Treat Every Patient as an Athlete
Frontal-plane movement pattern dysfunction can set the stage for musculoskeletal injury. Frontal-plane stabilization is essential during the normal activities of daily living: think single-leg stance and gait cycle.
Lower-Extremity Overuse Injuries: Primer on Causes and Corrections
From ankle sprains to stress fractures, shin splints to plantar fasciitis, the research is clear: These common overuse injuries of the lower extremities – among dozens of others – may be related to abnormal foot function in your patients.
Relationship Marketing: A Modern Approach
Remember when you used to get real letters in the mail? Not the automated type, but the real deal, hand written with a personal message just because someone was thinking about you? You know what I'm talking about.
Data: The New Frontier in Health Care
Your practice is empowered with the data you need to improve patient health, run a more efficient (read: profitable) practice, get paid in timely fashion and help show the efficacy of chiropractic on the national stage in the midst of sweeping changes in health care!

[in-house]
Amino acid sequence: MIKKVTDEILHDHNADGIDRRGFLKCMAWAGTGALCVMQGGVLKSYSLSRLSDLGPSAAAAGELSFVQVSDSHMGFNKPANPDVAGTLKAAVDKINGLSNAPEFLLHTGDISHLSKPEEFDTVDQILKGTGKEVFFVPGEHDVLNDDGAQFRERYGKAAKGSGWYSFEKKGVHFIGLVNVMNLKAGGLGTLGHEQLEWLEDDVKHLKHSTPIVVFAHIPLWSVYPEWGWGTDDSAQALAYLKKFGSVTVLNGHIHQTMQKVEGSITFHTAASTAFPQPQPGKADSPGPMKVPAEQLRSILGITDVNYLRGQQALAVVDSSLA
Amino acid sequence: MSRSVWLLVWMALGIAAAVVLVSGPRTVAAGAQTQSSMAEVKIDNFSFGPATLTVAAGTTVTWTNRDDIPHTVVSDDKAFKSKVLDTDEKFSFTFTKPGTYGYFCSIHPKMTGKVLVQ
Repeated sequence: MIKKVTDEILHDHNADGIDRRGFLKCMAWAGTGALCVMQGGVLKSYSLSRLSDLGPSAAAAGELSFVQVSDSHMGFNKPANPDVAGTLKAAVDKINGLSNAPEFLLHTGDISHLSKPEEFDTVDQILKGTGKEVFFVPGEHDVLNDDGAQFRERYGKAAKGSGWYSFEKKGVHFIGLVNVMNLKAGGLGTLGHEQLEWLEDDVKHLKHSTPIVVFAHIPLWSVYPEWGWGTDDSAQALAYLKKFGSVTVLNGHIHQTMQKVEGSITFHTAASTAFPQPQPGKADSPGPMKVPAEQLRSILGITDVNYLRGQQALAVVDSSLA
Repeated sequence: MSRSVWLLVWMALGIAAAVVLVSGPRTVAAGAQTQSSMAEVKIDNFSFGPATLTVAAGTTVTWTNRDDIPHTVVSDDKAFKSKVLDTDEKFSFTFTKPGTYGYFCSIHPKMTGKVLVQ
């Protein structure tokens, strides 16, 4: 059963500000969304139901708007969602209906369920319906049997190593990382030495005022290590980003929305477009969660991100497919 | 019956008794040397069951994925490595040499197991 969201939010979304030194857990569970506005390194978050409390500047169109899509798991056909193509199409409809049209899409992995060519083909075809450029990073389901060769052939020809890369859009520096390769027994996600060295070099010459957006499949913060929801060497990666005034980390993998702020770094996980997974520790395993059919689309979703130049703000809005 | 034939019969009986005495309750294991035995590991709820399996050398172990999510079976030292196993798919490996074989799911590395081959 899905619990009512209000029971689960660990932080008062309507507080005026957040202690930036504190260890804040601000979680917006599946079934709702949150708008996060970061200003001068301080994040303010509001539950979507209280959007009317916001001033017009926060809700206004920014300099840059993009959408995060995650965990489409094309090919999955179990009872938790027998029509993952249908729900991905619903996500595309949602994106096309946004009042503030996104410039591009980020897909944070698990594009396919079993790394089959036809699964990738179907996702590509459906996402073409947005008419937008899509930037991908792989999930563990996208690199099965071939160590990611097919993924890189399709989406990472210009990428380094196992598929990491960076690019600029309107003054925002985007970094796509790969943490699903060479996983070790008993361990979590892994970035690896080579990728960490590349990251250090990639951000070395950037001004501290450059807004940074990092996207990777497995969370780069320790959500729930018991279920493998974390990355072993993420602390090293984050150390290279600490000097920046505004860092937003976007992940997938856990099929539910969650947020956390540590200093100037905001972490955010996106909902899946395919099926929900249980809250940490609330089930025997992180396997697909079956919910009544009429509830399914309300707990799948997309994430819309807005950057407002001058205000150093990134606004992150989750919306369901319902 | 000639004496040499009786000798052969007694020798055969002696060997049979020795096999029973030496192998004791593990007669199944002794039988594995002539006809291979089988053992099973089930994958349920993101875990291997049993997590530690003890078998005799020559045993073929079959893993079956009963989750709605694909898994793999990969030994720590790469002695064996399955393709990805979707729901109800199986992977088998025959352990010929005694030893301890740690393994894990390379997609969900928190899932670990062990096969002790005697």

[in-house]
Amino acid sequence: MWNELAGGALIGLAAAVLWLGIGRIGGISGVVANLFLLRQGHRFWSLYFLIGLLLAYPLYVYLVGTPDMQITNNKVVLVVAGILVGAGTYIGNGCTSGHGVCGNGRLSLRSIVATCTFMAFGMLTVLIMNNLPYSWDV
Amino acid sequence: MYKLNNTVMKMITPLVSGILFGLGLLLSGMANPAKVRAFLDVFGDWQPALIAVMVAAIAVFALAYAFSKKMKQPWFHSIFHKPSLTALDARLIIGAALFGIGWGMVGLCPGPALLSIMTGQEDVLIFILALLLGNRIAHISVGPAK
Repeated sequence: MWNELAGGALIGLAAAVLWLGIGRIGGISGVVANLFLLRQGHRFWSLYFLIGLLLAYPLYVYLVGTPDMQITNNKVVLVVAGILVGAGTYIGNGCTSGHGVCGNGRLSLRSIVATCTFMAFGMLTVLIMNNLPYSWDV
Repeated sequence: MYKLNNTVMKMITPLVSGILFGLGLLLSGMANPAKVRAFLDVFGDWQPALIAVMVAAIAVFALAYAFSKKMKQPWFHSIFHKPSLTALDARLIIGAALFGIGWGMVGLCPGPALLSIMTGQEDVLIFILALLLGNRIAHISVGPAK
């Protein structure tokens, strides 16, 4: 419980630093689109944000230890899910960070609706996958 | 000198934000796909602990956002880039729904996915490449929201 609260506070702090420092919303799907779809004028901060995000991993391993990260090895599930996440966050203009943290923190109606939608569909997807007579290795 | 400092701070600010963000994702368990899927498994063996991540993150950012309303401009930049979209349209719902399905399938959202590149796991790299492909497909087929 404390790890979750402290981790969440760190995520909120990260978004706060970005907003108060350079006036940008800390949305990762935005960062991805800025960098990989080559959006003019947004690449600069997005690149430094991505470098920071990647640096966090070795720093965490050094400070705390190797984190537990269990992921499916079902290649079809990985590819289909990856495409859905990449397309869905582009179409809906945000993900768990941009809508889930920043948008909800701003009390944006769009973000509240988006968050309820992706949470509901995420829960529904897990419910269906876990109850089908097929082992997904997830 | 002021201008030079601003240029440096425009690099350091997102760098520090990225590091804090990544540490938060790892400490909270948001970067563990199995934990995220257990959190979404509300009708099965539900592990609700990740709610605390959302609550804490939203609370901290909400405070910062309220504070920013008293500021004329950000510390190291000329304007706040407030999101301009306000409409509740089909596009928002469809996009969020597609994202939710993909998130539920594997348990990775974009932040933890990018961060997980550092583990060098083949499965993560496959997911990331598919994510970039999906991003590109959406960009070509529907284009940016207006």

Preaching to the Choir: How to Extend Our Reach Beyond the CAM Community
Professional conferences offer unique opportunities to network, be exposed to cutting-edge innovators, share your interests and work, and be inspired.
Healing Trauma: Cultivating Resilience and Presence Through Mindfulness, Part 1
All humans, by the very nature of being human, will experience moments of trauma and suffering. What, then, makes the difference in how the individual who experiences trauma, suffering, and spiritual loss reacts to such experiences?
A War You Can Help Patients Win
The average American consumes approximately 60 percent of calories from sugar, flour and refined oils. A donut is a good example of a so-called "food" that represents these calorie sources.
News in Brief
Support of F4CP Continues With Latest Donations; Walter Reed Honors Dr. William Morgan; Recognizing 40 Years of Public-Health Activism; Allstate Decision Reversed.
It's Time to Wake Up
It is time for this profession to wake up and tell someone about the healing benefits of acupuncture. This is the time for Asian Medicine. Its popularity, growth and unusual acceptance is nothing short of amazing.
Acupuncture Treatment of Trauma in the Canine